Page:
Kwanzaa is now observed as a national holiday by countless people in homes schools and public and private institutions across the United States. Like African American History Month, Kwanzaa is a part of the cultural fabric of America and is a special time for African Americans to celebrate the joys of family and community, to African their humanity, to take inventory of what they have accomplished, beginning with the family and extending to the national African American community, and to recommit themselves to practicing the guiding principles of family and community- the Seven Principles.
PRINCIPLE 6. CONTINUOUS IMPROVEMENT
KUUMBA (KOO-M-BAH) CREATIVITY: To do always as much as we can in the way we can in order to leave our family and community more beautiful and beneficial than when we inherited it.
The sixth principle of the Nguzo Saba relates to building and developing our creative potential. It involves both aesthetic and material creations. It is essential that creativity be encouraged in all aspects of African American culture. It is through new ideas that we achieve higher levels of living and a greater appreciation for life. Each family member should find creative things to do throughout the year that will enhance the family as a whole. On this day, poetry reading, songfests, dance exhibitions and the like, can aid in promoting the importance of Kuumba.
The Kuumba principle demands continuous improvement both at the personal and family level. This principle pushes families and communities, adults and youth, not to be satisfied with “just getting by”, with not being satisfied with being average or even above average. George Washington Carver, acclaimed scientist, teaches us all that: “No one has a right to come in to the world without leaving behind a distinct and legitimate reason for having passed though it.”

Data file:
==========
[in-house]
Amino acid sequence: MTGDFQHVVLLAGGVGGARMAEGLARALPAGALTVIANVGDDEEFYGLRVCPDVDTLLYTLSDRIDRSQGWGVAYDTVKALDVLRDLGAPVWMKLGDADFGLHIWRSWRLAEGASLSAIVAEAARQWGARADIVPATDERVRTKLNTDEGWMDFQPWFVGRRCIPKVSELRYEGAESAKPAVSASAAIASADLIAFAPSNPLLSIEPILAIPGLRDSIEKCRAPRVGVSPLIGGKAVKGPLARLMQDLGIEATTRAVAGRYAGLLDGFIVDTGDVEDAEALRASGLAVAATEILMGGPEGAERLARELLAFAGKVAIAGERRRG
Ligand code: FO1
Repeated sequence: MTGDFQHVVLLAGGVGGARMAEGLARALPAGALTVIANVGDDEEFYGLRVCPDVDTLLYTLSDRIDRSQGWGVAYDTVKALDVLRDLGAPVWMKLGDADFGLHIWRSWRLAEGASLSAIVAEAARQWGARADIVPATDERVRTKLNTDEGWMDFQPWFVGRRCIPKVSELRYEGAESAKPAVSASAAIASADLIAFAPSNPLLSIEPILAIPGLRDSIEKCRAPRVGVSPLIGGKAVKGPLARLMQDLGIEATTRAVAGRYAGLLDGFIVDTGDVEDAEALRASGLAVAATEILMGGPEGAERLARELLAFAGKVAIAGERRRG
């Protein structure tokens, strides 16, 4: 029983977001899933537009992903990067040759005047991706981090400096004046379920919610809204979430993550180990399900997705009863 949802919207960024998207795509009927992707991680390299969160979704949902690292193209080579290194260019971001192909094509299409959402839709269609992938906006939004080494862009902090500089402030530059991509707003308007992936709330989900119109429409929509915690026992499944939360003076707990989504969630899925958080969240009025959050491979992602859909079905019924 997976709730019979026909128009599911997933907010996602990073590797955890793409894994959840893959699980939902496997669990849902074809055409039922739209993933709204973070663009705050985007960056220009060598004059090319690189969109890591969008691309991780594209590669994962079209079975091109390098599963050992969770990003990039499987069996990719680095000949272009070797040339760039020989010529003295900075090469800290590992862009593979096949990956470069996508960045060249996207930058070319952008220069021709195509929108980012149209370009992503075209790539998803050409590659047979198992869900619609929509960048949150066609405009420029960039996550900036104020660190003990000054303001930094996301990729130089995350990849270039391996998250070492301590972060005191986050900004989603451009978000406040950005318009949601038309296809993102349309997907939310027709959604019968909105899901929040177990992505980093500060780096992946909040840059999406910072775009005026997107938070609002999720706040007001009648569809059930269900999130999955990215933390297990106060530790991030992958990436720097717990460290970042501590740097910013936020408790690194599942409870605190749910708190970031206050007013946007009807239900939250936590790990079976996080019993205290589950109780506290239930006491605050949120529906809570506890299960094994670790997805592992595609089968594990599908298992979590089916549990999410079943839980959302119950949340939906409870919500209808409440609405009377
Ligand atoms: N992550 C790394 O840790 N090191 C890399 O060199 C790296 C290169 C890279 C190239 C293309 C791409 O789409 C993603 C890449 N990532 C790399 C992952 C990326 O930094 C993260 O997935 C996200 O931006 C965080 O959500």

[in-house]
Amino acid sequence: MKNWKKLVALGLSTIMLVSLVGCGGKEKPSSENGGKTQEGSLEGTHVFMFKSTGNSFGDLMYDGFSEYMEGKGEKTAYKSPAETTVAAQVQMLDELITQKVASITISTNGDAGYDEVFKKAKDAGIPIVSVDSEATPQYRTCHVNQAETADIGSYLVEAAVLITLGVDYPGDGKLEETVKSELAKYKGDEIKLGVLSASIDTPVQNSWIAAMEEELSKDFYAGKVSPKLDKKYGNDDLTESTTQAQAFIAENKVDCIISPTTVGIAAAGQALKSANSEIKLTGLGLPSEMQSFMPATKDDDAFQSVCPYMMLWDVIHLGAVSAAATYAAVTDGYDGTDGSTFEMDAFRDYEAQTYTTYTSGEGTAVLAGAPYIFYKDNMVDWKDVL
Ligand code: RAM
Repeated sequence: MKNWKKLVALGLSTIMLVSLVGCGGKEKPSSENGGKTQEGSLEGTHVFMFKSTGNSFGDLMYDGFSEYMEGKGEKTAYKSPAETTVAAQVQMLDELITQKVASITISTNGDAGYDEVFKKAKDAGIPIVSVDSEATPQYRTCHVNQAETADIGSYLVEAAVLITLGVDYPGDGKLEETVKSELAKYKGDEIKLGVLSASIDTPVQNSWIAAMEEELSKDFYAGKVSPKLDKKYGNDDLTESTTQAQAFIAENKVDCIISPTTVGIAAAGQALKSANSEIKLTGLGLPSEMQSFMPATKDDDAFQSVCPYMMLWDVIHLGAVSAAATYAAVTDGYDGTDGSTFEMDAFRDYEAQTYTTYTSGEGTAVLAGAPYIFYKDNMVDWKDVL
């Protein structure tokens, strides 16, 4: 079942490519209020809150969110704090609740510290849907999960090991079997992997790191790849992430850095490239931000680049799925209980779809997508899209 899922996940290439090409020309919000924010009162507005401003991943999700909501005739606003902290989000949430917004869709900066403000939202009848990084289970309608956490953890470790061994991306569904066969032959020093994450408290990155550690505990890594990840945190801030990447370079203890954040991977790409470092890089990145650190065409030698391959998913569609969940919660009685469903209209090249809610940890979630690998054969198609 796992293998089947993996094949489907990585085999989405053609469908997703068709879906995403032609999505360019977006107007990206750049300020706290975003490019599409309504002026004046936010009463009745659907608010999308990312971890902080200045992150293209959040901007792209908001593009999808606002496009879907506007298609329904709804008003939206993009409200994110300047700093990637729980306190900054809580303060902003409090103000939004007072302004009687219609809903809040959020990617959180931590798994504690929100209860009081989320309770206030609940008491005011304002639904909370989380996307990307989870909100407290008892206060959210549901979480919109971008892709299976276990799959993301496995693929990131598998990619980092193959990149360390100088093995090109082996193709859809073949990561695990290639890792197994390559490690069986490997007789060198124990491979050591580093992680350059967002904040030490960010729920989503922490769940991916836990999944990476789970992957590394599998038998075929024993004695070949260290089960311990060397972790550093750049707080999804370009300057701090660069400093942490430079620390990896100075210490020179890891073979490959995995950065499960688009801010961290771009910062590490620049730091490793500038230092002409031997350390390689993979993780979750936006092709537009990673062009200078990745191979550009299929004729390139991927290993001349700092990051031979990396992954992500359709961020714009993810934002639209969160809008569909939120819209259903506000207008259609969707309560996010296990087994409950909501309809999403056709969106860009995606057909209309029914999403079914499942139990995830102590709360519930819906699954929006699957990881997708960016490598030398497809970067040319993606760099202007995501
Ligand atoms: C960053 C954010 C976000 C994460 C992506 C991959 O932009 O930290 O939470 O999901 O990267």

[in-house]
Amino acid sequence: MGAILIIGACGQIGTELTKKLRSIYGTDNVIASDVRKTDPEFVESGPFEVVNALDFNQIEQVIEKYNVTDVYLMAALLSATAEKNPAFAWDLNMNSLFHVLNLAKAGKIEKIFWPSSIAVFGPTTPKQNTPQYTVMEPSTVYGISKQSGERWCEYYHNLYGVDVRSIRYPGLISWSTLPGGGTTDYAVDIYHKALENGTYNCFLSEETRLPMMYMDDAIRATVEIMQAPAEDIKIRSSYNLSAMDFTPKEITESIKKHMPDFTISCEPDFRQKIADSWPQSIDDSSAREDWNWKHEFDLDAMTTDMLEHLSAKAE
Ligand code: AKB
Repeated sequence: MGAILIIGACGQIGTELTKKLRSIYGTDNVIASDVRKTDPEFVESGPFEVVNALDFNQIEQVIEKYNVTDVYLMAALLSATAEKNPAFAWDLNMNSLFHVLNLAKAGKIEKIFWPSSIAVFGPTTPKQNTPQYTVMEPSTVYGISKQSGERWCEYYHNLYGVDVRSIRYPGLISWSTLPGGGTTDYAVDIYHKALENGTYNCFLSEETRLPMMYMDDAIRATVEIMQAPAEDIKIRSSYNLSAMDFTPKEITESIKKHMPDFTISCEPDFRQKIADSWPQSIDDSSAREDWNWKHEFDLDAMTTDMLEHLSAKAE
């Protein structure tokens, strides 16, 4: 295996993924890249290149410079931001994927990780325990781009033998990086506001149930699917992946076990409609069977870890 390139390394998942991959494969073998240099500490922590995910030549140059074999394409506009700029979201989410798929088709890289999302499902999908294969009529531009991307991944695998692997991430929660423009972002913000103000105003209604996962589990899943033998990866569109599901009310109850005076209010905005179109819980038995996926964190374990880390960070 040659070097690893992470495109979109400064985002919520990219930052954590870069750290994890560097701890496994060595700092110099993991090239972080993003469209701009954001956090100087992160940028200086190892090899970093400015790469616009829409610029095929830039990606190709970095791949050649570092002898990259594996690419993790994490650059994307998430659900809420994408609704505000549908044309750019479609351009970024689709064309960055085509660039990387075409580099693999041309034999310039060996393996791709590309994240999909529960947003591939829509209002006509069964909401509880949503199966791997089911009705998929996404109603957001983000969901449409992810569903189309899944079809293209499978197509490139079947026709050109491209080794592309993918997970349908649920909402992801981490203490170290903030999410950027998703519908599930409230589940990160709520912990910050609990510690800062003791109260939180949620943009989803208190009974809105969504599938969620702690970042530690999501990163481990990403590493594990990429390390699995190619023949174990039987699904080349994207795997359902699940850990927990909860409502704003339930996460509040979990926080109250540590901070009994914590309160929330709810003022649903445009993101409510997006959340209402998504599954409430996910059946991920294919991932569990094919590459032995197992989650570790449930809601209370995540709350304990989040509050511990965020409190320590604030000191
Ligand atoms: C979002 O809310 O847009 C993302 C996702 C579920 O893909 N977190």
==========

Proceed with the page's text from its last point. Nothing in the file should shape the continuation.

Instruction: Explain and discuss how practice of this Kwanzaa value can help you attain your highest potential.
To stumble is not to fall, but to go forward faster.
Explanation: Mistakes are a part of the learning and creative process. If you learned from your mistakes, you will achieve at a faster pace.
AN OLD MAN AND A BOY
A long time ago, there was a land called “Wells,” because it had a lot of water wells. People and animals drank water from the wells. But, during the dry season, the water level was always low because of lack of rains
One day, an old man found a boy sitting next to a well and asked him, “What are you waiting for while sitting next to the well?”
They boy answered, “I am waiting for the well to be full of water so that I can drink from it.”
The old man then told him, “Child, if you don’t kneel down to drink, you will only drink when the rains come.”
Moral of the Story: One can be in the midst of wealthy resources, but unless he or she realizes what it takes to enjoy those resources he or she is at the mercy of nature. The greatest resource one has, that which enables one to enjoy life and fulfillment, is within oneself. Yes, those talents, gifts, and experiences are our wells. All we need to do is kneel, do something about our unique combination of natural and acquired gifts, and “drink” the fortunes within our reach.
Swahili of East Africa Riddle: